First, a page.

I’m at a loss this evening. I spent the day trying to come to grips with the mass murder at a gay nightclub, Pulse, in Orlando, Florida, early this morning.
Yesterday, only yesterday, with a heavy heart, I wrote about another murder in the same city—Christina Grimmie was assassinated while signing autographs after a concert where she was the opening act.
It was like a prelude, and today was the rest of the symphony. Symphonies aren’t necessarily happy things. This one was very dark, indeed.
Today was strange. Many people I talked to, hadn’t heard about the shooting. I had to tell them. I found out this morning from PBS NewHour on Twitter while reading about gun control. Kind of a follow-up to yesterday’s blog post about Grimmie.
I didn’t have time to write about it this morning—I was preparing to go to my writing group “read out.” There was a piece I wrote during the week that I was planning to read. It was a back story for one the characters in my fantasy novel.
I kind of like that piece and would have liked to have read it today—I’ll probably read it next time. I still was torn, considering the idea of reading the blog post I wrote in response to the Grimmie murder. I wasn’t sure I could read it, without breaking down into the tears that plagued me all morning.
My writers’ group, Writing Practice, has been having their monthly Writers Read Out at the Stroum Jewish Community Center of Greater Seattle, on Mercer Island. I arrived half an hour early, accidentally. I wasn’t positive what time it started, but didn’t even check before leaving the house. I had to get out of the house.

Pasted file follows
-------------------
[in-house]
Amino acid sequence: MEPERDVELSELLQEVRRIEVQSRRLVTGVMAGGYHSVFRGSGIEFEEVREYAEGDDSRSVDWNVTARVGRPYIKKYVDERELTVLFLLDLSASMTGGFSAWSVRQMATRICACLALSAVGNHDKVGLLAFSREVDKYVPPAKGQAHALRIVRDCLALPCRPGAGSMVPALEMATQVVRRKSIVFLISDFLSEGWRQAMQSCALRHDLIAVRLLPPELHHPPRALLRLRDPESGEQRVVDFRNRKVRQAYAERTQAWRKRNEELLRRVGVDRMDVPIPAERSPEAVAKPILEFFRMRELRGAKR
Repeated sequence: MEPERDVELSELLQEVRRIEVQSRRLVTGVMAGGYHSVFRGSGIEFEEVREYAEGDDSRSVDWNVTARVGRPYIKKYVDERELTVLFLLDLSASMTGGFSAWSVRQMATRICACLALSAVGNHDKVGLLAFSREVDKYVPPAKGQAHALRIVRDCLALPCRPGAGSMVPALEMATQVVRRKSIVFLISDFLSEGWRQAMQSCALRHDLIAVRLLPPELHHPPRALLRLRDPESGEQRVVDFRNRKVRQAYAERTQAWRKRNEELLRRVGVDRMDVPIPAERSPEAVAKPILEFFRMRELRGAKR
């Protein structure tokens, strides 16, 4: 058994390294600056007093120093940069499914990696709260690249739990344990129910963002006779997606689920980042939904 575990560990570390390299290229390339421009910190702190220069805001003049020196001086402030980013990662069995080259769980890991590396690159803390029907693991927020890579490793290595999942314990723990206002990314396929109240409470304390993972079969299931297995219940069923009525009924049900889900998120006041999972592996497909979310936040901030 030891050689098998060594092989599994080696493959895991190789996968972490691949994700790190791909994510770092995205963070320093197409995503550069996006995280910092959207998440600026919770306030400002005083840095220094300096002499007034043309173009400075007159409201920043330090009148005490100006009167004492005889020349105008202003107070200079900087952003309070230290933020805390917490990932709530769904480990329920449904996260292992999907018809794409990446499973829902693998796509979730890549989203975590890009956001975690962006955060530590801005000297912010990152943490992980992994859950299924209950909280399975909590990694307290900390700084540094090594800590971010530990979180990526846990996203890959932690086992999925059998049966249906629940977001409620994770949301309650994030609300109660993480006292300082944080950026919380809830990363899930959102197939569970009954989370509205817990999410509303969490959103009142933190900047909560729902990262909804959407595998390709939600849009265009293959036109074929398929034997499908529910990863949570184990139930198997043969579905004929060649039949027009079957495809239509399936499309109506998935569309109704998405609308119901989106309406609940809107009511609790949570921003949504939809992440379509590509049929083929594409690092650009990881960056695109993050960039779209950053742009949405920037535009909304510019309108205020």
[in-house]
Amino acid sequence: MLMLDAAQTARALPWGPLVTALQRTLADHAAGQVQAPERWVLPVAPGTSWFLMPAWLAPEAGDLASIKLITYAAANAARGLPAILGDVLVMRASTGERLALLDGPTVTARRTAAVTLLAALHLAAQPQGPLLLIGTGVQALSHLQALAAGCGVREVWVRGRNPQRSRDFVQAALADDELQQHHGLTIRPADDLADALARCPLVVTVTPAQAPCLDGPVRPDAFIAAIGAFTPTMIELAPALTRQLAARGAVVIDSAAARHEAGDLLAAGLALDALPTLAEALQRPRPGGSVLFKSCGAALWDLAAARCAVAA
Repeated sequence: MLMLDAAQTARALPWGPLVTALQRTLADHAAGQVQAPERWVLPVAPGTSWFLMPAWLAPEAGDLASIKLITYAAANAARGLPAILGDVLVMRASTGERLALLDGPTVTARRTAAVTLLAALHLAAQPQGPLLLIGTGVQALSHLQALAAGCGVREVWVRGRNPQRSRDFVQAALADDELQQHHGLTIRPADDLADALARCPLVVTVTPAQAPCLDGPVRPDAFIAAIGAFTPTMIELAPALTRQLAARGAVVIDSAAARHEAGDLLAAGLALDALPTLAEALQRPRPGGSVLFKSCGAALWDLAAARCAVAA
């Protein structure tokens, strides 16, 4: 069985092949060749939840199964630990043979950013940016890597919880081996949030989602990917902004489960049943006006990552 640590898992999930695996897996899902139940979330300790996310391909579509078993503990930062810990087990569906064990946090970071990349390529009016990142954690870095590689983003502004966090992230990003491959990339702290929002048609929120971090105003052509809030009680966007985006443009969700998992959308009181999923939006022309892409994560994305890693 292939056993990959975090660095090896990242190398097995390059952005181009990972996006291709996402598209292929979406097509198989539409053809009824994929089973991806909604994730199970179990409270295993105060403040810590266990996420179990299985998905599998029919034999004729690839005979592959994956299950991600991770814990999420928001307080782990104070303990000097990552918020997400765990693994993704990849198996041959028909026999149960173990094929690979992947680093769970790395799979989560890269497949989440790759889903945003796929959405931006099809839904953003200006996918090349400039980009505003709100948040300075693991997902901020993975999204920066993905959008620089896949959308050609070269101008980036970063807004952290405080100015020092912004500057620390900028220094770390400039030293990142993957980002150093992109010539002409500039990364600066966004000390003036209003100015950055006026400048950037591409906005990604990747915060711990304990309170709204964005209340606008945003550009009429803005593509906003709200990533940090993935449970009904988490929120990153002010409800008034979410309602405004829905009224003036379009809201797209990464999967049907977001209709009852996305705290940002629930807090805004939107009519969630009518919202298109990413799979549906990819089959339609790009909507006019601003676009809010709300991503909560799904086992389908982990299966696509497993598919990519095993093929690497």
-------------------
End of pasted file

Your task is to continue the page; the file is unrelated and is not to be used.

As I sat, all alone, in a sunny little courtyard, I read my Grimmie story out loud a couple of times—I like to practice before I consider reading something to people. I added some context about it happening only yesterday, a little bit about the Pulse killings, and a quote at the end from the President’s speech this morning.
I was still torn about reading it. While I sat there, a young man came out to chat with me. He asked me if I was part of the reading group—he was Ben, the facilities manager, and probably just making sure I belonged there at the center.
We talked about the massacre, how it made us feel, and I shared my conflicted emotions about reading the Grimmie story. And I couldn’t hold back my tears. He told me, if I felt so strongly, it was something I needed to do. And then he left.
A while later, it was time to go inside. I decided I would read the story.
I’m not sure how or why, but I ended up reading first. I had to start by explaining what happened last night—not everyone had heard yet. I read with a steady voice and no tears. I looked up frequently and made eye-contact with my audience, pausing now and then to let them think about some of the things I said. There were nods from around the room.
The others took their five minutes to read their own stories. One was particularly poignant—about the death camp in, I believe, the former Yugoslavia, where perhaps 700,000 Serbs, Romanis and other ethnic undesirables were killed during WWII. Death on much larger scale.
Afterwards, some of us talked about my story—my words had moved them. One of my peers actually said I should submit my story to the Huffington Post. I don’t know. After the events last night, Grimmie’s story became old news by this morning.
There are forty-nine new names to learn. And one that we should never speak again.
Photo credit: PBS NewsHour
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